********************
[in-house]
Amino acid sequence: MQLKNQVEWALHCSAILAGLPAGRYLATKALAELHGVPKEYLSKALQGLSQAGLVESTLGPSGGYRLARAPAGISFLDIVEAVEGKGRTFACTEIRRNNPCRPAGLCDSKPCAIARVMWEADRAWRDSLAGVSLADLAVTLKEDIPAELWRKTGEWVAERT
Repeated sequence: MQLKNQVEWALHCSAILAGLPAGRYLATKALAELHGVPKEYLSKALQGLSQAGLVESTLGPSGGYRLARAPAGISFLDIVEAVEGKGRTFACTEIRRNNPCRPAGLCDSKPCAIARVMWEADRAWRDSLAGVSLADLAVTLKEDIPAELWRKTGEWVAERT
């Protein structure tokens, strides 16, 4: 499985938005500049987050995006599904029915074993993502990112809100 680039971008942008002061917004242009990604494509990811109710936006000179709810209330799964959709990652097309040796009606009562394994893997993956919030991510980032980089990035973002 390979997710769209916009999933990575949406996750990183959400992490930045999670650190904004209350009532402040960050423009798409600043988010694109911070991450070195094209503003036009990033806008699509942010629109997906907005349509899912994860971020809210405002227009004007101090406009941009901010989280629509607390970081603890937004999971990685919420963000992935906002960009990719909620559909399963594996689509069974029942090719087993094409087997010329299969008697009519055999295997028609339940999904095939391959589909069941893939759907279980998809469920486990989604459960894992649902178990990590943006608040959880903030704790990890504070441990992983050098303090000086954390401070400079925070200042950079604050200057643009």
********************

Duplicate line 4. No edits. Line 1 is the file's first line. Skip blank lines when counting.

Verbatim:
């Protein structure tokens, strides 16, 4: 499985938005500049987050995006599904029915074993993502990112809100 680039971008942008002061917004242009990604494509990811109710936006000179709810209330799964959709990652097309040796009606009562394994893997993956919030991510980032980089990035973002 390979997710769209916009999933990575949406996750990183959400992490930045999670650190904004209350009532402040960050423009798409600043988010694109911070991450070195094209503003036009990033806008699509942010629109997906907005349509899912994860971020809210405002227009004007101090406009941009901010989280629509607390970081603890937004999971990685919420963000992935906002960009990719909620559909399963594996689509069974029942090719087993094409087997010329299969008697009519055999295997028609339940999904095939391959589909069941893939759907279980998809469920486990989604459960894992649902178990990590943006608040959880903030704790990890504070441990992983050098303090000086954390401070400079925070200042950079604050200057643009």